On Tuesday, the music industry won its latest action in the long courtroom battle against Jammie Thomas-Rasset of Minnesota, who is accused of illegally downloading and sharing two dozen songs on the Kazaa peer-to-peer network. The decision of the 8th Circuit Court of Appeals reinstating the $222,000 jury verdict against the defendant strengthened the music industry’s ability to prosecute individuals under the Copyright Act.
The law allows copyright owners to recover damages between $750 and $150,000 for each infringed work. Jammie Thomas-Rasset had argued that the damages awarded were excessive and violated her due process rights under the U.S. Constitution. The appellate court disagreed.
Tuesday’s ruling seems to be the tip of the iceberg as the music industry may well lead the way to U.S.’s economic recovery, while pursuing lawsuits against at least 18,000 individuals sued by the Recording Industry Association of America between 2003 and 2008 for illegally downloading and sharing copyrighted music.
The case has had its ups and downs, and may head for superior courts given its history. Thomas-Rasset was first accused in 2006 for illegally downloading more than 1,700 files by the Recording Industry Association of America. When no settlement could be reached, the association sued.
In her first 2007 trial, which she lost, Thomas-Rasset was ordered to pay $222,000, but the jury award was thrown out by the court due to faulty jury instruction.
In her next trial, Thomas-Rasset testified that possibly her ex-boyfriend or her sons, then 8 and 10 were responsible for downloading and distributing the songs. This, somehow curiously, happened to incense the jury who ordered her to pay the record companies an amount of $1.92 million. The court held the jury award to be “shocking” and reduced the damages to $54,000.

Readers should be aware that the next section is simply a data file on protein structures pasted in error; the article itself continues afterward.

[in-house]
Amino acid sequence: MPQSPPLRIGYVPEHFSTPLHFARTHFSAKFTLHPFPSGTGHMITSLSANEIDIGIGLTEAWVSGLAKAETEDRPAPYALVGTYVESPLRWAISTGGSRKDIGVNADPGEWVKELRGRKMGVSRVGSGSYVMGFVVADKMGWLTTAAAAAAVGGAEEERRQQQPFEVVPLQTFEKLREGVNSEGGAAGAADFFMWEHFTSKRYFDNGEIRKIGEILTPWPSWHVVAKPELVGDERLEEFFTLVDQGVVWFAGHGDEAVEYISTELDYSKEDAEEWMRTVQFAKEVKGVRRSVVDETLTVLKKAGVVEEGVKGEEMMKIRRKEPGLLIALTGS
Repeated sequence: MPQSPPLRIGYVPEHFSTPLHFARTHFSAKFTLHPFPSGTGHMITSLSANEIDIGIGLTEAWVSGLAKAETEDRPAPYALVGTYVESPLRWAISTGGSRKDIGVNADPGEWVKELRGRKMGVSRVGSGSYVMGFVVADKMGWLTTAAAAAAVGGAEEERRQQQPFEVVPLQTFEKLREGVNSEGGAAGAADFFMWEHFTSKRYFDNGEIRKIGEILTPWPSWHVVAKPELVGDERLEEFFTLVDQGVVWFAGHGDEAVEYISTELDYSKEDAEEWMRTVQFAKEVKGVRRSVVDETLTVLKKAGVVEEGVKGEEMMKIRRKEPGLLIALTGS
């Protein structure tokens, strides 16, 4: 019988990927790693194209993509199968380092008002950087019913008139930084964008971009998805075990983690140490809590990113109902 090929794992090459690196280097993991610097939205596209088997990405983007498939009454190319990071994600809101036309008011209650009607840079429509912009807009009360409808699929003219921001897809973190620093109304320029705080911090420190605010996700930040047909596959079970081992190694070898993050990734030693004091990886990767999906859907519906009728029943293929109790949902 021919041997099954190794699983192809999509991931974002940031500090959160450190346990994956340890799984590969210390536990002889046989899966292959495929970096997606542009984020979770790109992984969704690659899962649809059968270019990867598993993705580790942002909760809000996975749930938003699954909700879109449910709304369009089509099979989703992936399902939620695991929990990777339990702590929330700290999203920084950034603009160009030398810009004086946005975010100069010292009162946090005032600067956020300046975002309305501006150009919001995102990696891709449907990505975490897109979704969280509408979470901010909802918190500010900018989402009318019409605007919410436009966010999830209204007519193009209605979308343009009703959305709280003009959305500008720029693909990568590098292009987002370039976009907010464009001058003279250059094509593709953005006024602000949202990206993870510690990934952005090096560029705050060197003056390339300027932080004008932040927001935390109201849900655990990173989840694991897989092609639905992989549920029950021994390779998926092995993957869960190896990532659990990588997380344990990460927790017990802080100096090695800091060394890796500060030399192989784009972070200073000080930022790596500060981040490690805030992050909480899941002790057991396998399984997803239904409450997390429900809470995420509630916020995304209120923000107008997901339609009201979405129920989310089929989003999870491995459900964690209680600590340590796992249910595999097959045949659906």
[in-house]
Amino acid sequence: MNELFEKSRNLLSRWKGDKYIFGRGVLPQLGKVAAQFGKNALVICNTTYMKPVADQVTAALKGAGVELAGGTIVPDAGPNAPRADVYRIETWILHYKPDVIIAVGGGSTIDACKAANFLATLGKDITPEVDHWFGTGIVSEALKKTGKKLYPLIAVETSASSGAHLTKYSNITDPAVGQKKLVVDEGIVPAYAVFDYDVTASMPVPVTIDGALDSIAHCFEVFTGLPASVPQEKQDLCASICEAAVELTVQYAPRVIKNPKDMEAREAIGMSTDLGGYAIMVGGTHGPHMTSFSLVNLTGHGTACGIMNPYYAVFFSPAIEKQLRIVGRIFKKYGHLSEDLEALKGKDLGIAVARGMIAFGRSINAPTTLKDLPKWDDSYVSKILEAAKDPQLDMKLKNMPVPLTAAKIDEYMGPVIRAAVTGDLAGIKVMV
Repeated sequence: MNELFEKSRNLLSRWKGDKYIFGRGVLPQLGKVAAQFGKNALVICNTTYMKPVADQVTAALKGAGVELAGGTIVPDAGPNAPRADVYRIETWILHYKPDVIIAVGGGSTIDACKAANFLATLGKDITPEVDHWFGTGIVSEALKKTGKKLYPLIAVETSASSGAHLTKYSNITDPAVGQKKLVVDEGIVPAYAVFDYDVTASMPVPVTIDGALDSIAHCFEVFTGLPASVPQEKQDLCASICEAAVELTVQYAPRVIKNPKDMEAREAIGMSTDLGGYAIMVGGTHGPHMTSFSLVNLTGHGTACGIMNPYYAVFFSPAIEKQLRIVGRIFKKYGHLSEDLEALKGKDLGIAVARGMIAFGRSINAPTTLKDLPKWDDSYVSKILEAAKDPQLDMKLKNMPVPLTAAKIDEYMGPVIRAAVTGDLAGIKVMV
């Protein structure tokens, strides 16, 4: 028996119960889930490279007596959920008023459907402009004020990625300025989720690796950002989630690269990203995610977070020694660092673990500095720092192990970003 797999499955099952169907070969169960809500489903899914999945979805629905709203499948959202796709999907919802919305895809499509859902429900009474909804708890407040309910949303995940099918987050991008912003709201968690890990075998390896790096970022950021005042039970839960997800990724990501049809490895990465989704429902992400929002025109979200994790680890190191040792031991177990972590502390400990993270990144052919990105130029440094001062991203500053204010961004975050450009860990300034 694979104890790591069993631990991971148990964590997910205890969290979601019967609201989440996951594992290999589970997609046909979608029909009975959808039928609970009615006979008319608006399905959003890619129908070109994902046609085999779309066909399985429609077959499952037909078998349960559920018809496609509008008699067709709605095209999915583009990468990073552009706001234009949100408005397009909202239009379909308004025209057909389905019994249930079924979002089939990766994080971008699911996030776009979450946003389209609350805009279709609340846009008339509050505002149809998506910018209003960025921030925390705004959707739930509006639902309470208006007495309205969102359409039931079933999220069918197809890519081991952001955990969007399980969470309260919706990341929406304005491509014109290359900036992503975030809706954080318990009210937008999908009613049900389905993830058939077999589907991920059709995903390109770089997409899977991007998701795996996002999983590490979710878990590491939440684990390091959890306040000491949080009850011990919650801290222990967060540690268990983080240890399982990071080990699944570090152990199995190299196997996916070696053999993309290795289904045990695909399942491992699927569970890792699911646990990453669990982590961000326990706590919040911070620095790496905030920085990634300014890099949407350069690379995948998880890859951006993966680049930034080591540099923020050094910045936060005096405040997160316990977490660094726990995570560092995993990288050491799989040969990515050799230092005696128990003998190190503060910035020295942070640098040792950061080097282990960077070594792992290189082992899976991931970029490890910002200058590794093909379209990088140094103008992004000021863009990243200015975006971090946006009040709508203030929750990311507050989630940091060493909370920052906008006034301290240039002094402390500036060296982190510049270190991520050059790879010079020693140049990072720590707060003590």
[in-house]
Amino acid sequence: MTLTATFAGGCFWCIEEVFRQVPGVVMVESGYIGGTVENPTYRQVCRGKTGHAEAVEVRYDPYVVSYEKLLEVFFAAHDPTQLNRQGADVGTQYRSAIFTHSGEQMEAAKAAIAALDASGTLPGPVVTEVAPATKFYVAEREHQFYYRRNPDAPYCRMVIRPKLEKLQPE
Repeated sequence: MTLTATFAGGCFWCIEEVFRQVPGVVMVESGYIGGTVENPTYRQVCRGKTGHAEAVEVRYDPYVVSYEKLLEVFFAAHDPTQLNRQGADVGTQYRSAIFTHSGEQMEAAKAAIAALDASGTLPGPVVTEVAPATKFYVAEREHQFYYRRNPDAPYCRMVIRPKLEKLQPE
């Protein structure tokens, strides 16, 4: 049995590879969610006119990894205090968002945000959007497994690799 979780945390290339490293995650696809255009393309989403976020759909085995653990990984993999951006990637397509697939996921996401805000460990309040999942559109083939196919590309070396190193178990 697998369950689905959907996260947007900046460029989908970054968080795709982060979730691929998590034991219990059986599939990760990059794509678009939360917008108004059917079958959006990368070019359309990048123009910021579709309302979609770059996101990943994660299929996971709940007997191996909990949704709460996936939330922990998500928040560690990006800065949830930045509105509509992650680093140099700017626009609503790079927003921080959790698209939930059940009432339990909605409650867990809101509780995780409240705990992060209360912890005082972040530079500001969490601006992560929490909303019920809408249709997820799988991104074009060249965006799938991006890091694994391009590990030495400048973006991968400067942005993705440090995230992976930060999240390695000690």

However, the record companies, including Sony BMG Entertainment, UMG Recordings Inc and Arista Records, refused to accept the reduced award and exercised their rights to have a new trial. A third jury awarded $1.5 million in damages to the record companies. However, the district court again reduced the jury award to $54,000, holding that was the maximum amount allowable under due process.
The record companies appealed, and on Tuesday, a unanimous three-judge panel of the 8th Circuit reinstated the original $222,000 award made by the first jury.
The appellate court observed that the award of $222,000 was not “so severe and oppressive” as to violate the constitution, rather, it amounted to only $9,250 per song, which was at the lower end of the range of $750 to $150,000 established by the Congress for such violation of copyrights.
The lawyer for Thomas-Rasset said the damages award was “punitive” and inconsistent with the rulings of the Supreme Court.
The 8th Circuit case is Capitol Records Inc et al v. Thomas-Rasset, No. 11-2820.